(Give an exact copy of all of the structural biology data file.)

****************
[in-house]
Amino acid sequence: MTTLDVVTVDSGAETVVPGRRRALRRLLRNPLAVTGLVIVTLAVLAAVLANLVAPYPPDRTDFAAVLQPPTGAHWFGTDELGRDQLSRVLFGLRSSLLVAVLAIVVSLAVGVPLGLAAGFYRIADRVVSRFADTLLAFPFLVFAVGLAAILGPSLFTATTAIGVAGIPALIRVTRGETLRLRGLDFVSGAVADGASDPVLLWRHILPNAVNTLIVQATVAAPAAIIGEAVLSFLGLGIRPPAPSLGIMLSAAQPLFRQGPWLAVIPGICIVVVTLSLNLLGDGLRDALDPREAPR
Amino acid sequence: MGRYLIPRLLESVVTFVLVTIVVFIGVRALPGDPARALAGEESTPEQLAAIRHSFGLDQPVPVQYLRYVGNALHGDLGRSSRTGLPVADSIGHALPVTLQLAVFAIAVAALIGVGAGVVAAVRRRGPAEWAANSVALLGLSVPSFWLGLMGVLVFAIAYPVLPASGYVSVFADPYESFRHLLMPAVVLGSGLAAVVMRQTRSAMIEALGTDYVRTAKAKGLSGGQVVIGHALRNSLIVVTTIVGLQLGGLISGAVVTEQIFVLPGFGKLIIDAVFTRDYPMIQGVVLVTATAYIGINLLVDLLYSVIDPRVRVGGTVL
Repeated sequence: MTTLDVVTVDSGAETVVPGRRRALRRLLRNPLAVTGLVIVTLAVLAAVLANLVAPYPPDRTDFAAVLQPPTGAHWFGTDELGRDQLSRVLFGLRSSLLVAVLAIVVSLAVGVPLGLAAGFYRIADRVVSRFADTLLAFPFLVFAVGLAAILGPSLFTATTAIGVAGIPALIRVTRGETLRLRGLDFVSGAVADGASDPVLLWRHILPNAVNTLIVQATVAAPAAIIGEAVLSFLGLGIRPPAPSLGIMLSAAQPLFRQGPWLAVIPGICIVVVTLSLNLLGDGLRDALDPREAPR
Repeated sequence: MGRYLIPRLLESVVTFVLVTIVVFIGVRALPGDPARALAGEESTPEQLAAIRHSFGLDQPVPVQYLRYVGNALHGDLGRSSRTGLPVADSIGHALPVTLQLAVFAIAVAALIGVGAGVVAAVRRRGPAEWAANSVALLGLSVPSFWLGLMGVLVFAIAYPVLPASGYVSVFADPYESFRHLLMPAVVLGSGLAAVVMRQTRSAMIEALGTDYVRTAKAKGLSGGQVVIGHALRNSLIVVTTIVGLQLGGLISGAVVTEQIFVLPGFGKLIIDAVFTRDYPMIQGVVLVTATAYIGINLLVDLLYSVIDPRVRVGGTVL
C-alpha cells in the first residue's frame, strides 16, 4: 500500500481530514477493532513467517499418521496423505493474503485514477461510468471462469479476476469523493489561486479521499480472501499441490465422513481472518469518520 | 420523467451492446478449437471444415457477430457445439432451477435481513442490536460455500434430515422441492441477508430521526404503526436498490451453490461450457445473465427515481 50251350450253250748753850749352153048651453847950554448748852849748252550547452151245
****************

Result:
[in-house]
Amino acid sequence: MTTLDVVTVDSGAETVVPGRRRALRRLLRNPLAVTGLVIVTLAVLAAVLANLVAPYPPDRTDFAAVLQPPTGAHWFGTDELGRDQLSRVLFGLRSSLLVAVLAIVVSLAVGVPLGLAAGFYRIADRVVSRFADTLLAFPFLVFAVGLAAILGPSLFTATTAIGVAGIPALIRVTRGETLRLRGLDFVSGAVADGASDPVLLWRHILPNAVNTLIVQATVAAPAAIIGEAVLSFLGLGIRPPAPSLGIMLSAAQPLFRQGPWLAVIPGICIVVVTLSLNLLGDGLRDALDPREAPR
Amino acid sequence: MGRYLIPRLLESVVTFVLVTIVVFIGVRALPGDPARALAGEESTPEQLAAIRHSFGLDQPVPVQYLRYVGNALHGDLGRSSRTGLPVADSIGHALPVTLQLAVFAIAVAALIGVGAGVVAAVRRRGPAEWAANSVALLGLSVPSFWLGLMGVLVFAIAYPVLPASGYVSVFADPYESFRHLLMPAVVLGSGLAAVVMRQTRSAMIEALGTDYVRTAKAKGLSGGQVVIGHALRNSLIVVTTIVGLQLGGLISGAVVTEQIFVLPGFGKLIIDAVFTRDYPMIQGVVLVTATAYIGINLLVDLLYSVIDPRVRVGGTVL
Repeated sequence: MTTLDVVTVDSGAETVVPGRRRALRRLLRNPLAVTGLVIVTLAVLAAVLANLVAPYPPDRTDFAAVLQPPTGAHWFGTDELGRDQLSRVLFGLRSSLLVAVLAIVVSLAVGVPLGLAAGFYRIADRVVSRFADTLLAFPFLVFAVGLAAILGPSLFTATTAIGVAGIPALIRVTRGETLRLRGLDFVSGAVADGASDPVLLWRHILPNAVNTLIVQATVAAPAAIIGEAVLSFLGLGIRPPAPSLGIMLSAAQPLFRQGPWLAVIPGICIVVVTLSLNLLGDGLRDALDPREAPR
Repeated sequence: MGRYLIPRLLESVVTFVLVTIVVFIGVRALPGDPARALAGEESTPEQLAAIRHSFGLDQPVPVQYLRYVGNALHGDLGRSSRTGLPVADSIGHALPVTLQLAVFAIAVAALIGVGAGVVAAVRRRGPAEWAANSVALLGLSVPSFWLGLMGVLVFAIAYPVLPASGYVSVFADPYESFRHLLMPAVVLGSGLAAVVMRQTRSAMIEALGTDYVRTAKAKGLSGGQVVIGHALRNSLIVVTTIVGLQLGGLISGAVVTEQIFVLPGFGKLIIDAVFTRDYPMIQGVVLVTATAYIGINLLVDLLYSVIDPRVRVGGTVL
C-alpha cells in the first residue's frame, strides 16, 4: 500500500481530514477493532513467517499418521496423505493474503485514477461510468471462469479476476469523493489561486479521499480472501499441490465422513481472518469518520 | 420523467451492446478449437471444415457477430457445439432451477435481513442490536460455500434430515422441492441477508430521526404503526436498490451453490461450457445473465427515481 50251350450253250748753850749352153048651453847950554448748852849748252550547452151245